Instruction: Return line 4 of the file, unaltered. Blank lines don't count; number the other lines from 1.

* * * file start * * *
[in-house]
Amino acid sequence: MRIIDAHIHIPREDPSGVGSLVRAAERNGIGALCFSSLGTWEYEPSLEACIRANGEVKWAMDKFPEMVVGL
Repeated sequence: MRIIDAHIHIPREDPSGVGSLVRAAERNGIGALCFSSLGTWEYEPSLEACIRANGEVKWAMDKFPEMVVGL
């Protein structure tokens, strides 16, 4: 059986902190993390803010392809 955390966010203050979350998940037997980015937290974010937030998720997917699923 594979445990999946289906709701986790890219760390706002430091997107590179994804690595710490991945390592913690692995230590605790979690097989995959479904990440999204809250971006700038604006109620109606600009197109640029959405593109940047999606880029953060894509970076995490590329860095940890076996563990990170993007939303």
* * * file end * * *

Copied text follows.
């Protein structure tokens, strides 16, 4: 059986902190993390803010392809 955390966010203050979350998940037997980015937290974010937030998720997917699923 594979445990999946289906709701986790890219760390706002430091997107590179994804690595710490991945390592913690692995230590605790979690097989995959479904990440999204809250971006700038604006109620109606600009197109640029959405593109940047999606880029953060894509970076995490590329860095940890076996563990990170993007939303």